Fault lines along the Wasatch Front in north-central Utah are much bigger than initially thought, a study said.
The Utah Department of Natural Resources released new maps accompanied with a four-year study showing there is a significant risk in densely populated and developing areas near active fault lines, KUTV-TV reported.
There are certain faults in the region that have the capability of producing a 7.6 magnitude earthquake, 700 times larger than the 5.7 earthquake that shook Magna in March, the study said.
The study provides a better picture of where the active faults are, but there is still not enough information to pinpoint specific locations. Geologists recommend site-specific investigations for building plans.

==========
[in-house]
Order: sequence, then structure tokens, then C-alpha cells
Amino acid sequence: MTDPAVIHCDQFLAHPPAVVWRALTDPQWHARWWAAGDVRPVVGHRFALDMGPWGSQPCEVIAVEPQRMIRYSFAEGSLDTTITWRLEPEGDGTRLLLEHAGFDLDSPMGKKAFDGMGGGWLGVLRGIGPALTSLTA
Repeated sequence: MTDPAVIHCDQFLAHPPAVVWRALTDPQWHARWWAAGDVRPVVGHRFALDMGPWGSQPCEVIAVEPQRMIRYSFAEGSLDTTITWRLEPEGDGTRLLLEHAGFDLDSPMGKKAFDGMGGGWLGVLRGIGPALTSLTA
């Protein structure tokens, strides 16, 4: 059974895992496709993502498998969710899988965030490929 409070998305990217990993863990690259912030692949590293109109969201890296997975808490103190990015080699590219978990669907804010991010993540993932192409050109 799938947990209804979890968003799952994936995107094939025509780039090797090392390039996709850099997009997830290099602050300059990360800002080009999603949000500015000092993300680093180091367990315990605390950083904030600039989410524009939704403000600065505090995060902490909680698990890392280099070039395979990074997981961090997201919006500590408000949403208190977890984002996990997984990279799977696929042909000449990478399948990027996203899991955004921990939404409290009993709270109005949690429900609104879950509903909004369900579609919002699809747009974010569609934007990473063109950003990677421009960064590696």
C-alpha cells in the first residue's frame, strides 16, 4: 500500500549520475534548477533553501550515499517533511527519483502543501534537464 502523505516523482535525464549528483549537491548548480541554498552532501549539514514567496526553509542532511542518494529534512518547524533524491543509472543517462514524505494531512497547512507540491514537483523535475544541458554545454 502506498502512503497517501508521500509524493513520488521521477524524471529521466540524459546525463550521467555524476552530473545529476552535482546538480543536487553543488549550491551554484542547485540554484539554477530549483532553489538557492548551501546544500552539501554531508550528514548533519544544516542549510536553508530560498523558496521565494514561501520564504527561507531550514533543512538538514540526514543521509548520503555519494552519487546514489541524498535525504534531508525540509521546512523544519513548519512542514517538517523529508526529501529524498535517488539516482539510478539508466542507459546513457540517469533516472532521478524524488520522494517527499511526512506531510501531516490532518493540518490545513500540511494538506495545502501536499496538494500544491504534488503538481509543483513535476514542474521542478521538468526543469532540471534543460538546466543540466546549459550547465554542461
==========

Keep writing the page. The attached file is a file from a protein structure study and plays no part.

“As a result of this research, we better understand where we’ve had surface-rupturing earthquakes in the geologic past, and where we may have them in the future,” Utah Geological Survey hazards geologist Emily Kleber said.
In the event of a large earthquake, scientists predict significant damage to homes, schools, businesses and other buildings and infrastructure along the Wasatch Front.
“Knowing where fault scarps are present helps us make better land use decisions now and in the future,” Kleber said. “This new study provides detailed fault mapping and delineates ‘special study zones’ for the Wasatch fault zone from southern Idaho to central Utah.”
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